Tuesday, May 20, 2008

BJ and Heather in Pacasmayo.

GPS systems are prevalent today. I know I even wrote about the use of one several months ago. I am in awe of their ability to store information and to seem to be this brain that can always tell you what you need to know. Something of a "magic 8 ball" of locations and directions.

Last Friday, I was picked up at the airport by two young men who were to take me to my hotel for the weekend. From the moment we met, we had a great time. Caleb was 21 and Judd was 14. I flew into Memphis, and then we needed to drive the hour trip to Jonesboro, Ark.

When we got into the car, Caleb asked where we would like to have dinner. Red Lobster was suggested somewhere in the course of the conversation. Judd who was handling the GPS was asked to program it for the Red Lobster on a certain street.

The GPS was new. It had only been purchased that day by one of their siblings. As Judd began to work with this minute piece of technology, he stated that the battery was getting low. I asked where the charging cord was.

"We didn't bring it, we didn't think we would need it," came the reply.

Once he had it programmed, and we got initial directions (we were already lost), I suggested he shut it down to conserve battery.

We laughed as we talked, at our predicament. We were in a city that none of us knew well, we were lost, and we were depending on a piece of equipment that was about to die. To further complicate matters...and we openly made fun of this as well...we were men, and everyone knows what that means. LOST MEN DON'T ASK FOR DIRECTIONS, THEY JUST KEEP DRIVING!

We neared the location, and in anticipation the GPS was turned back on. It proudly boasted, "You are here."

We looked around the "here" we had arrived at, and there was no restaurant...at least not a Red Lobster. We kept driving.

After another mile or two and the pleading of the GPS voice, dubbed Edna, to turn around, we did.

Once again came the anticipated announcement, "You are here."

Once again, we were not.

We pulled into a nearby mall parking lot and postulated about the likelihood that a Red Lobster would be inside a mall instead of free standing. Not likely we concluded.

We pulled up to Chinese Buffet parking lot, and I pointed out a man and said, "I'll ask him if he knows where it is, if you'll pull over."

He responded, "There isn't a Red Lobster here anymore. When the hurricane came through it damaged it and they never rebuilt it."

That hurricane came two and half years ago. I remember, because BJ was in the hospital at the time.

First, we were no where near a coast. Second, why didn't they rebuild, and third, this piece of technology was newer than two and a half years old, so why didn't it know that the Red Lobster wasn't there anymmore?

Apparently, it was about as reliable as a 'magic 8 ball."

We had wasted the better part of a half hour trying to find something that did not exist.

We decided to eat at the Chinese Buffet.

We live in a day where we are willing to submit our complete trust to technology that apparently isn't updated as often as it should be. This technology is man made. It is flawed. We accept these flaws and move on.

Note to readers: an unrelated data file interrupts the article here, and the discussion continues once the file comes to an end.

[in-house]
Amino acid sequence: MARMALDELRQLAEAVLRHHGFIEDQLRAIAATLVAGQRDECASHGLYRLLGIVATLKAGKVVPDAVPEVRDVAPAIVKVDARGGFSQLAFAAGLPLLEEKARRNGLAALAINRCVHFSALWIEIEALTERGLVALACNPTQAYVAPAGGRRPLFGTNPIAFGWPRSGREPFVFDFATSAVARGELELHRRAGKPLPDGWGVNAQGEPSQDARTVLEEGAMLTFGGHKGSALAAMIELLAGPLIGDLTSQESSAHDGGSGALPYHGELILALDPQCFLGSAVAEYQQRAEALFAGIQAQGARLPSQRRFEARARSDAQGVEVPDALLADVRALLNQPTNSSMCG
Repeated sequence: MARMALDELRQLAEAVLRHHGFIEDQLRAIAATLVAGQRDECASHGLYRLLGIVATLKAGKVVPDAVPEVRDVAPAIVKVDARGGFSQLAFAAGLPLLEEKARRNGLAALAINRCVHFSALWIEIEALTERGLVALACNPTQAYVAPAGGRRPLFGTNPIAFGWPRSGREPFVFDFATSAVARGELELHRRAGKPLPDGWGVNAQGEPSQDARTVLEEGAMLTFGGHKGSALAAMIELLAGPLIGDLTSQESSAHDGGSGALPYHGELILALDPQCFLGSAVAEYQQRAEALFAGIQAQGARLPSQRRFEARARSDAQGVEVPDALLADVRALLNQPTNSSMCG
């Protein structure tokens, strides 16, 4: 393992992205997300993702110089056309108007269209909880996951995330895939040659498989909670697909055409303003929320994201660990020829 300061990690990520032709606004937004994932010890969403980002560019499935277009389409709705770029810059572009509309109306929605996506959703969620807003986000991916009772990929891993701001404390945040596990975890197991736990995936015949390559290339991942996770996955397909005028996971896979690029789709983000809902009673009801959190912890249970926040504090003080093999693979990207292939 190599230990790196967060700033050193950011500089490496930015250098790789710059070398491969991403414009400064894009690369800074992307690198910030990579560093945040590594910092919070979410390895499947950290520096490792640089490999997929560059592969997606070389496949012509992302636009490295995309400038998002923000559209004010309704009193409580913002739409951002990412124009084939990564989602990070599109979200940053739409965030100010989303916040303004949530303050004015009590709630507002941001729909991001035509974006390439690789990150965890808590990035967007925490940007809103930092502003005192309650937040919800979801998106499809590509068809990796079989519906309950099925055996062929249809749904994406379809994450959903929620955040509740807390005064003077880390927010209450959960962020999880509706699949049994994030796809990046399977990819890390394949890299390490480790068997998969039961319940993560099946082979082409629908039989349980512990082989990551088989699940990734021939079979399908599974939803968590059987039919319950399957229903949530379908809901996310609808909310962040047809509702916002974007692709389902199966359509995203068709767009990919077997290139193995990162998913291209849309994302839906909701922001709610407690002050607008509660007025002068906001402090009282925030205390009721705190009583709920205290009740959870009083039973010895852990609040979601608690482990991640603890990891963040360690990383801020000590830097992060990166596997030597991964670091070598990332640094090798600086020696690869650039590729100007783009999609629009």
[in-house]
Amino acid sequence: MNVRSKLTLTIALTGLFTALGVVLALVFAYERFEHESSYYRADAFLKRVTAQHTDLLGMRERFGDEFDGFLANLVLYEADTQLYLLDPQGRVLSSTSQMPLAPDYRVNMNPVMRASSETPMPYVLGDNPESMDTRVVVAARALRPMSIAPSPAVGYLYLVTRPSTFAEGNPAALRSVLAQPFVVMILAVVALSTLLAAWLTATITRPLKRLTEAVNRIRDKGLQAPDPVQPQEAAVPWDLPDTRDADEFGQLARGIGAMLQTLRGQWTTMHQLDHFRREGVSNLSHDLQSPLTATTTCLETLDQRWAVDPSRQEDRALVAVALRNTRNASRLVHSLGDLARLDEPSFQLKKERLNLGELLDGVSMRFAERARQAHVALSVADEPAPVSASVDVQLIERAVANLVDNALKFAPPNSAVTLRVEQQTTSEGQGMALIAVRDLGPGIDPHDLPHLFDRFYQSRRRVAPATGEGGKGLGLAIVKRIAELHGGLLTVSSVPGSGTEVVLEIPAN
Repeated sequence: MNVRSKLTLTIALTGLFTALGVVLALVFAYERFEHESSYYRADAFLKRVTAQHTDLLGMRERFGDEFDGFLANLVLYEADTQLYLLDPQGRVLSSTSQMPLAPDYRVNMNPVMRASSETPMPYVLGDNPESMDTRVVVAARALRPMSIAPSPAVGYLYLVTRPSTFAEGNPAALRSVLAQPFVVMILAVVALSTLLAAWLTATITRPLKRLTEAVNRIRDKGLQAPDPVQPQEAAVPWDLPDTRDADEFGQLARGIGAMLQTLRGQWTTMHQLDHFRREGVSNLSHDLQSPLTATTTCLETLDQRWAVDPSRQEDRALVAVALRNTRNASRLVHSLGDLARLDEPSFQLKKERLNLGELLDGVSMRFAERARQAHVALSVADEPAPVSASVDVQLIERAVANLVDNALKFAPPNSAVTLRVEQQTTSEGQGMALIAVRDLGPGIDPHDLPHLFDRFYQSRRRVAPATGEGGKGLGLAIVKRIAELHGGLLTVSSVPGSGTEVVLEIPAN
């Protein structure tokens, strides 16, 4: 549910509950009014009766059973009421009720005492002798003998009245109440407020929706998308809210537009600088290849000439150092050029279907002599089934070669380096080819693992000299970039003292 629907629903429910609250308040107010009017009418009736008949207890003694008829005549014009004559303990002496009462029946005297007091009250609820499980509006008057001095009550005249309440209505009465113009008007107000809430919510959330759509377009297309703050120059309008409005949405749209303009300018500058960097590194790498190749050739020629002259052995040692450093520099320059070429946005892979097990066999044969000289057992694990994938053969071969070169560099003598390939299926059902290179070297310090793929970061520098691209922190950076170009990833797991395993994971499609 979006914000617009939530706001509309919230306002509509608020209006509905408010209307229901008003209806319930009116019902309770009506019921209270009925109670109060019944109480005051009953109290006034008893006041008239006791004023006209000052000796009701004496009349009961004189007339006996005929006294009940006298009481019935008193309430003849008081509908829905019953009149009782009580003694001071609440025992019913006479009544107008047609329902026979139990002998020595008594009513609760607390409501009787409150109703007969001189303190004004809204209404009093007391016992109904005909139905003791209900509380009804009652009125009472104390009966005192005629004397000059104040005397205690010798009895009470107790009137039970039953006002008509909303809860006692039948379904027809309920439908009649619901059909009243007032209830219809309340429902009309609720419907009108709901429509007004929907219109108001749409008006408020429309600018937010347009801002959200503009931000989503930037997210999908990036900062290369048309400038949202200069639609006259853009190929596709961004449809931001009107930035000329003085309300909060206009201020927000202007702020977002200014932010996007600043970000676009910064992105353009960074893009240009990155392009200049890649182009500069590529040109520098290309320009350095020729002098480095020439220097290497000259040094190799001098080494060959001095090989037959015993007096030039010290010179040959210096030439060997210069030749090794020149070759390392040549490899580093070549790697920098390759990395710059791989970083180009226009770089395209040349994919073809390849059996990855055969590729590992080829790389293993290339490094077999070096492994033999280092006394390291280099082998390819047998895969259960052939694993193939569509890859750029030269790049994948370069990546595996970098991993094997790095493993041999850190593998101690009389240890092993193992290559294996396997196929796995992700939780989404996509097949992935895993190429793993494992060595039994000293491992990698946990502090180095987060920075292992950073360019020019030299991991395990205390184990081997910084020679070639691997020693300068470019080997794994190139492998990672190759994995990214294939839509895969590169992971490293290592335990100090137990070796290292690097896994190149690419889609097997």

Simultaneously, we have access to a God that wants our complete trust, is flawless and perfect, always knows the right answers, and we are unwilling to place the same blind faith in Him that we did in something we paid two or three hundred dollars for.

We wouldn't consider taking the flawed technology back, we accept it with its' flaws. We believe we need it to survive.

When we learn to trust in Jesus the way we do our laptops or gps devices, we will begin to make a difference in our world. We wouldn't consider traveling without our technology, but we don't a give second thought to whether or not our Bible is packed.

We need to abide in Christ and trust in Him in a similar fashion. He provides direction and protection and he never leads us to places that don't exist.

After dinner, we got lost on the way to Jonesboro. We had a great time together! We even asked for directions twice in one evening!



At 11:49 AM, Anonymous Anonymous said...

God Bless,
Greenfield, Indiana

At 12:04 PM, Anonymous Anonymous said...

Great story. God Bless!

At 12:24 PM, Anonymous Anonymous said...

beautiful analogy. asking directions? I say!?!! lol

At 6:14 PM, Anonymous Anonymous said...

Awesome story, I have a GPS and it never takes me where I need to go. The other day it made me go into a complete circle to lead me to the street where I already way. So, I learn to not trust it as much, but at least I can use the map instead of trying to fold out out tons of sheets of paper. =) Thanks for sharing.

At 6:55 PM, Blogger Hopeful Pediatric Oncology Nurse said...

Not much of a comment from me... always in my thoughts. May God bless you and your household (and your family). Love, Leslie (Portland, Oregon)

At 5:51 PM, Anonymous Anonymous said...

I'm so glad you brought that out. It's so hard to get a guy to ask for directions. If my dad lost his GPS, I don't think he'd be able to function.

I'm really glad you had fun in Jonesboro. Kaleb and Judd (Aka Judd-bucket in our youth group) are really fun.

It was really a blessing to meet you, even if it took me a while to recognize you! Reading a story and then hearing it again from a parent's perspective really made it so much more meaningful.

I am so glad that you shared BJ's story with all of us. His story has helped me to get a lot more serious with my relationship with God in the past few months.

Thank you for your son. May God bless you and your family. :)

"Me Katie"


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